male areas within stores is a common strategy. Many UK supermarkets
now have much in common with the continental hypermarkets in their
provision of extra zones, with CDs or masculine electrical goods. They
satisfy a distinctly male need for distraction in the shopping
environment. It also seems that many stores are attempting
supermarket lifestyling for men, providing subtle suggestions of
necessary items, whispered through adjacencies in the product
placement of lifestyle items with masculine products. Such displays
show, but they do not tell e.g. the six packs (of beer) situated next to
the barbecue paraphernalia in American supermarkets
emotions and affect have a fundamental role in consumers' motivation
one would expect these factors to be a major determinant on buying
behaviour at discount sales. Research into consumer behaviour
suggests that emotional arousal can be an important motivational
element in sales promotion. For example, gifts, discounts, and vouchers
have commonly been used in sales promotion. Manipulation checks have shown
that these sales promotion strategies have produced positive affective
states. Consumers who have received sales promotions are 20% more likely
to purchase than those who did not.
complex relationship exists in the influence of affect on an individual's
purchasing behaviour. Individuals in which a positive affect has been
evoked through receiving a gift or discount, are more likely to be risk
taking (the risk of the product being defective or of no practical use).
Also, subjects induced by positive affect are willing to pay more money
for a product (e.g. the cost of a promotional pack of a shampoo, along
with a complimentary cake of soap is likely to more - gram for gram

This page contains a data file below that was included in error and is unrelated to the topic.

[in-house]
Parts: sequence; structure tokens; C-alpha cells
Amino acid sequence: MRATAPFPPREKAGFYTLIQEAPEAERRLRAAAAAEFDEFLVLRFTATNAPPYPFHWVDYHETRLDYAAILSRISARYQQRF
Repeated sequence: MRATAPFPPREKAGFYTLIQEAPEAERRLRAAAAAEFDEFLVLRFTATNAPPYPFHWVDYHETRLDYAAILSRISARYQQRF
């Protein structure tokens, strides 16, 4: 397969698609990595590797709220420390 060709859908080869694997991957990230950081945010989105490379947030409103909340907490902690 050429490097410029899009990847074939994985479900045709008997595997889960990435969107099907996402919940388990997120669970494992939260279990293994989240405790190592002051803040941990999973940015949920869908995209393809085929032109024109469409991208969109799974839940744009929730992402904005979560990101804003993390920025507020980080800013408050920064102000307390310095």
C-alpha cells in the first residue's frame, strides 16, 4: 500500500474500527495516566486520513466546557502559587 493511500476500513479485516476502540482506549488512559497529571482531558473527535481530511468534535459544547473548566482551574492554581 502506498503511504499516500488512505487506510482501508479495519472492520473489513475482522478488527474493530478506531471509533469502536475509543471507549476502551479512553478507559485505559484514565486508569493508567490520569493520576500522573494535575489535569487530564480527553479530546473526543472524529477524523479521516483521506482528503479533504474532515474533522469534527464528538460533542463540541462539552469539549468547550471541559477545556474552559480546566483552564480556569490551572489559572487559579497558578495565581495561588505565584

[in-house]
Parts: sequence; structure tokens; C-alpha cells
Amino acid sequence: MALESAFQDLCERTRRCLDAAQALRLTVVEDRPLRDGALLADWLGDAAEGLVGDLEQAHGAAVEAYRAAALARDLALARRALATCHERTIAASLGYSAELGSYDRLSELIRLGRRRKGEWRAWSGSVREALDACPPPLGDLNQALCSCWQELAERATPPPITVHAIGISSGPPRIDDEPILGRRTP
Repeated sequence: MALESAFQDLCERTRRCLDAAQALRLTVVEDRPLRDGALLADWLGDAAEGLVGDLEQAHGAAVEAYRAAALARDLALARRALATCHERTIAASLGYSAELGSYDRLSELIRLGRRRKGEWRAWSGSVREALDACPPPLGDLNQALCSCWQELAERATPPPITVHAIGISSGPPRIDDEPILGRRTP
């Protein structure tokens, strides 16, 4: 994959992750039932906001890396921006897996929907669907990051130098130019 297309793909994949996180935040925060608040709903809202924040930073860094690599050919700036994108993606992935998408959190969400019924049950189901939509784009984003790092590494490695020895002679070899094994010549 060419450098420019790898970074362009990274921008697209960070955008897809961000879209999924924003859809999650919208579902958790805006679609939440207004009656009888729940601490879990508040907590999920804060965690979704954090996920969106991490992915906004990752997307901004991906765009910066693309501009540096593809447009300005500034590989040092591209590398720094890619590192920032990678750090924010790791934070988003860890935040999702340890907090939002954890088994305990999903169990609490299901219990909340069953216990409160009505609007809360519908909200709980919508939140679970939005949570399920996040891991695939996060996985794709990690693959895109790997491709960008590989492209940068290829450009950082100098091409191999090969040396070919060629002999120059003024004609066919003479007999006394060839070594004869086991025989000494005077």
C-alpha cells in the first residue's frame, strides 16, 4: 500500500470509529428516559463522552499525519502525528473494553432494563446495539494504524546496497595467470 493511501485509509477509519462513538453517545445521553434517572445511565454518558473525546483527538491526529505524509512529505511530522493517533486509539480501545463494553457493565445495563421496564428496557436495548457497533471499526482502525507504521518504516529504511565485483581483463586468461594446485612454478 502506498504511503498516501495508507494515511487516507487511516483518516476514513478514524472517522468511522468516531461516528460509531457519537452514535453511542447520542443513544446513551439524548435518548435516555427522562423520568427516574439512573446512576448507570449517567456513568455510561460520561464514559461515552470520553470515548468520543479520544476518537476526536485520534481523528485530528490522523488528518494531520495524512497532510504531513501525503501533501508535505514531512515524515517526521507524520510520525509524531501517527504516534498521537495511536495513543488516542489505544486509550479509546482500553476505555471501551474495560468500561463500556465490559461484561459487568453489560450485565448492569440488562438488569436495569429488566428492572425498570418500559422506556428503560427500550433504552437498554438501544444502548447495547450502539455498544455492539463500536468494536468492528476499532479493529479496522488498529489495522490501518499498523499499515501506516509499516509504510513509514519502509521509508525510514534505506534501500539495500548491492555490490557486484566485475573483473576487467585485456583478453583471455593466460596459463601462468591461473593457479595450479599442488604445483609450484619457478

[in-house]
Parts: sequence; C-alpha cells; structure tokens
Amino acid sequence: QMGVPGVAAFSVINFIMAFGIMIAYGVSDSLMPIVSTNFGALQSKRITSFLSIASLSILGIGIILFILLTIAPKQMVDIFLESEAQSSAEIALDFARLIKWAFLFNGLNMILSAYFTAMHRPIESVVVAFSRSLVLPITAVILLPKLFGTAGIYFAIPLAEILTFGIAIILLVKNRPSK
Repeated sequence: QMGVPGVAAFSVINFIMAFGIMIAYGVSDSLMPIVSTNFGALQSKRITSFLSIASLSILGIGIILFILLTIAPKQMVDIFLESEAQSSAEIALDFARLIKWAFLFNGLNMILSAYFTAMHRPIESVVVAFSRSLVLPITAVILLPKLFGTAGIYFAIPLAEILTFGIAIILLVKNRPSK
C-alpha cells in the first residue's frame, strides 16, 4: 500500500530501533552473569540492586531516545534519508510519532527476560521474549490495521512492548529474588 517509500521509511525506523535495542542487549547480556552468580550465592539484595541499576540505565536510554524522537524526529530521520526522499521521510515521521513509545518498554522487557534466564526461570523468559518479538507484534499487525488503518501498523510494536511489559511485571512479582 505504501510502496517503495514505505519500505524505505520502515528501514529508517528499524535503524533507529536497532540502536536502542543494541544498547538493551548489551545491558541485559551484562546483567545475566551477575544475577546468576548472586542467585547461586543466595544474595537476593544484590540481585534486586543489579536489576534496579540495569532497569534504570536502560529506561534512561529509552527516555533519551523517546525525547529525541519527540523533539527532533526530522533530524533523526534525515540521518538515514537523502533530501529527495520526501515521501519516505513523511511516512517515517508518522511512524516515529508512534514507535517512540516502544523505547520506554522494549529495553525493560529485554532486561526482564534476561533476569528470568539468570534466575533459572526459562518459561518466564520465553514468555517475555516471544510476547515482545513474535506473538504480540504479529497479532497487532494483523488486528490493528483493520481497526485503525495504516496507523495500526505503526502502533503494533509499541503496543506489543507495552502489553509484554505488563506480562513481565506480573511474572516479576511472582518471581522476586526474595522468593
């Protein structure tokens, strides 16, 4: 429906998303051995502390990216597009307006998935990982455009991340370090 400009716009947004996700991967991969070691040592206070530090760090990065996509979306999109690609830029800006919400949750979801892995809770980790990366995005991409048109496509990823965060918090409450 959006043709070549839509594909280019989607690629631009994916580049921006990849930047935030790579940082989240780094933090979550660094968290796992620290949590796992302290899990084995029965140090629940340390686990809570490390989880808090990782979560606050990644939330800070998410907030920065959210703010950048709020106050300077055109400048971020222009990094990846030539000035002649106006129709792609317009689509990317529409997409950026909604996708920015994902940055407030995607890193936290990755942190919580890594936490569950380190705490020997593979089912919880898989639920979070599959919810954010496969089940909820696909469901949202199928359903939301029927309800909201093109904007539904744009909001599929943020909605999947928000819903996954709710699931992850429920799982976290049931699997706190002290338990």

- than an economy pack of shampoo and an economy pack of soap purchased
have generally explained the influence of affect on risk-taking on the
"congruency between mood and memory, learning and behaviour".
This theory suggests that individuals experiencing positive affect try to
maintain and protect their positive state. The relationship
between affect and shopping behaviour is mediated by an individual's
cognition, in that, a person in a good mood (produced by a discount) will
think about positive events (related to the product) and cognition which
threatens their positive condition, will more likely be avoided. For
example, a shopper in a positive affective state would try and avoid
thinking of the faults of the product as the thought of making a bad
buy is incompatible with their positive state.
a cognitive loop exists between affect and sales shopping behaviour. i.e.
Sales promotion strategies (bargains, discounts, gifts, complimentary
products etc.) evoke a positive affective state in the shopper. This
results in the shopper turning a blind eye to possible defects in the
product on offer. This is turn results in a heightening of the positive
affective state. This is most likely to successfully influence:
"Dashers" who are carried away by the positive affect and have
no time to think
"Economists" who are influenced positively by that aspect of the
"candy store kids" whose impulse is played upon.